Nous n’étions pas des tendres by Sylvie Gracia

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Some books manage to capture turning points in life, periods of transition that we dread, that we try to put off until later, as long as possible, until they inevitably come crashing down on us, with lightning-fast violence. Nous n’étions pas des tendres is such a book. Sylvie Gracia depicts sensations up close: beauty, ugliness, sadness, bursts of pleasure, the chaos of existence as we blindly and tenaciously go through it.

Hélène, a woman in her early 40s, spends the summer with her elderly, lonely father in the family vacation home by the lake. The house no longer has much in common with what it used to be in her childhood or that of her daughters. Miguel, her brother, has bought it back, with his wife, Myriam, and refurbished it to bring it up to date.

The pair has erased all traces of a shared past: old furniture and dishes, books, photos. Everything has disappeared in favor of modern, functional comfort. Yet, as Hélène comes into contact with the rugged landscapes, the places she knows like the back of her hand and old friends, something inside her begins to crack.

The woman Hélène has become, a successful Parisian publisher, a divorced mother of two young women, is back in the languid days of adolescence. At a market, she crosses paths with Patrick, her one-time lover. Tensions rise between her and Patrick, her father and Patrick, with the arrival of her brother Miguel and his wife Myriam.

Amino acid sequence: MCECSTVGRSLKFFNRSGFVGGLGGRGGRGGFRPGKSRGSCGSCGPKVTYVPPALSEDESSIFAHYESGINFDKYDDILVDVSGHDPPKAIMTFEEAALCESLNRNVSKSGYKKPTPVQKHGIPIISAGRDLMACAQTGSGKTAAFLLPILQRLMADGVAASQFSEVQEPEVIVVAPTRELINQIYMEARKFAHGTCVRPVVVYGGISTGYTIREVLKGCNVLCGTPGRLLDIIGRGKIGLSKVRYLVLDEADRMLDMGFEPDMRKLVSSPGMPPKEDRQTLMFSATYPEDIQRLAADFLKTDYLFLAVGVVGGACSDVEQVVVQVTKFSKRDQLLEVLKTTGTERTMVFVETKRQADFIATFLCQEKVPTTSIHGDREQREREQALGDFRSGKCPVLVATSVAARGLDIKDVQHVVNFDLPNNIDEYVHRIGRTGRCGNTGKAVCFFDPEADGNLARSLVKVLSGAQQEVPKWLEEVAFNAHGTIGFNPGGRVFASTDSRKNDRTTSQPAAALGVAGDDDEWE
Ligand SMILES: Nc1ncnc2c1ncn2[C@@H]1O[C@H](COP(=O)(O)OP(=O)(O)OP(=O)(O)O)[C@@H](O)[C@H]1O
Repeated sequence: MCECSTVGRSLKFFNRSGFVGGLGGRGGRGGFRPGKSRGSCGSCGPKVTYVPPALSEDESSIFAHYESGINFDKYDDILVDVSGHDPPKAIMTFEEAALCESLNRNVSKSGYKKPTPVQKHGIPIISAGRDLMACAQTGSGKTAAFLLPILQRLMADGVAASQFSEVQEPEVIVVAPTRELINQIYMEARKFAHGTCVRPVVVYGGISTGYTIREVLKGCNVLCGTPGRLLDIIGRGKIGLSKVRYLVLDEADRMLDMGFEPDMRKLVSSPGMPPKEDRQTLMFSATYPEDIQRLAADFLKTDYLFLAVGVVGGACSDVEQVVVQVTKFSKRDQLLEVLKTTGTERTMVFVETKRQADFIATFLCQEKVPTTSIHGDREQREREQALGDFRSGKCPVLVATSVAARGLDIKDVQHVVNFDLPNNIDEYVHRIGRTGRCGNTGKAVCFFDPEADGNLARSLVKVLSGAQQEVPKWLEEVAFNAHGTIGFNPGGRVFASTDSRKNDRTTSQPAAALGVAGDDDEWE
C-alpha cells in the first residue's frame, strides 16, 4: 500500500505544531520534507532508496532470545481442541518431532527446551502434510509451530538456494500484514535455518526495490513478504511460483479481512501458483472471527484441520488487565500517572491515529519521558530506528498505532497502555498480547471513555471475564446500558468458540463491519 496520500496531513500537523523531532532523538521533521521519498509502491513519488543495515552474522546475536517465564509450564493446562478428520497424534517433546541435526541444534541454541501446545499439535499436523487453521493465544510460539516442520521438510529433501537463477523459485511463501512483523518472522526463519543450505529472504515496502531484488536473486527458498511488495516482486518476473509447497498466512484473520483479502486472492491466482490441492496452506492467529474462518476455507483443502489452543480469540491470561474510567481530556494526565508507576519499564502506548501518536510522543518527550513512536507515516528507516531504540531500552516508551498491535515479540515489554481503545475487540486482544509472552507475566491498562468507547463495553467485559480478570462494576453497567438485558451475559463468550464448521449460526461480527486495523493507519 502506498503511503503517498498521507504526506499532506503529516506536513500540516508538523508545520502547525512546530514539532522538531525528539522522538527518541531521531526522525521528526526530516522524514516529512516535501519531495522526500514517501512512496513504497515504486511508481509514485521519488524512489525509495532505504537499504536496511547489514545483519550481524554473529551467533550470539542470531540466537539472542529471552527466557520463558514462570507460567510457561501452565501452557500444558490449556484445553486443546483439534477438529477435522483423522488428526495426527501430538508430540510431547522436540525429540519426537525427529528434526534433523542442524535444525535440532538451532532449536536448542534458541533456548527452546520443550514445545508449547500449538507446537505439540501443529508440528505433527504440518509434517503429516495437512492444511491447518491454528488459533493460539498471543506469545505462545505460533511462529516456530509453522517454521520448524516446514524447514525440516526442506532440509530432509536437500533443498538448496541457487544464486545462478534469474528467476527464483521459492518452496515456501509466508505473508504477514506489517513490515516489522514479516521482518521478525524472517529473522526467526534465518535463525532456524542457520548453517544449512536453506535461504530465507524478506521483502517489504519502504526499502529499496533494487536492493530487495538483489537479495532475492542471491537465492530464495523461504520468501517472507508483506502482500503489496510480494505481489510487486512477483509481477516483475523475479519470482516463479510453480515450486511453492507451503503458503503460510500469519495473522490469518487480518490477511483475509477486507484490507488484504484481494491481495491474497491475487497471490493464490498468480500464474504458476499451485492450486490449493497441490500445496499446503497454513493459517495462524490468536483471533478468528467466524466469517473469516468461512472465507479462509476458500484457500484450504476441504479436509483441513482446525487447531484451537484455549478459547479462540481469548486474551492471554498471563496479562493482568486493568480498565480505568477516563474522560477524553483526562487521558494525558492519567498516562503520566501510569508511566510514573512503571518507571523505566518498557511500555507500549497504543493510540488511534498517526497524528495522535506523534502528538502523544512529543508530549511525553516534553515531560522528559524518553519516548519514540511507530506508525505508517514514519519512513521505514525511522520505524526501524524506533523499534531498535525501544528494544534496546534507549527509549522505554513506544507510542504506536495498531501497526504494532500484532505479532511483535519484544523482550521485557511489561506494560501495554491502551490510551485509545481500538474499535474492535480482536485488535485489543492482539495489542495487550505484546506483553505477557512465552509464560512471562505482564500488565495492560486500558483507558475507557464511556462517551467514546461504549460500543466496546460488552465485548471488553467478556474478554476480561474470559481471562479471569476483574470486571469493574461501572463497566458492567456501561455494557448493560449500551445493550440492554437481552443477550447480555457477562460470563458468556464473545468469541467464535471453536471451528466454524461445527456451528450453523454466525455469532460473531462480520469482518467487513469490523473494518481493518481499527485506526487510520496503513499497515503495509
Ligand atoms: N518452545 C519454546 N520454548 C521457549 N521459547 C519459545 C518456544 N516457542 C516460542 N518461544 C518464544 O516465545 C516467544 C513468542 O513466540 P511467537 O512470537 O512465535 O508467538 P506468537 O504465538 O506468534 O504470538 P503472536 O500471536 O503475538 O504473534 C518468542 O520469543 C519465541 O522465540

“Beneath the flat surface lurked a sunken world: rivers, fields, mills, farms. Trees cut low had become black coals. Waters are so cold they suffocate you when you dive in.”

Like the murky waters of the lake, Hélène harbors a buried world that will gradually emerge, as she recovers impressions of the light filtering through the heavy clouds, the scent of earth and grass after the storm. Beyond the rhetoric of a class defector, Hélène goes in search of her inner self, of what made her who she is; tenacious, tough, tender.

What remains of us, in our mutated selves, this book seems to ask on every page: the remembrance of a father’s exile following the Spanish Civil War, a life built with his own hands, like the houses he bequeathed to his children? His mute temperament? the sensual embraces of youth?

What Nous n’étions pas des tendres captures with great accuracy are the vacillations of being prey to dispossession, forced mutations, distressing spams and lulls, and moments of floating between the two.

Nous n’étions pas des tendres, Sylvie Gracia, éd L’Iconoclaste.
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After almost two decades of working in publishing, and a few round trips between Paris and New York, Miriam has decided to settle down at Albertine to do what she enjoys most: recommending books she loves. Somehow this also includes taking bizarre pictures for Albertine's social media outlets.
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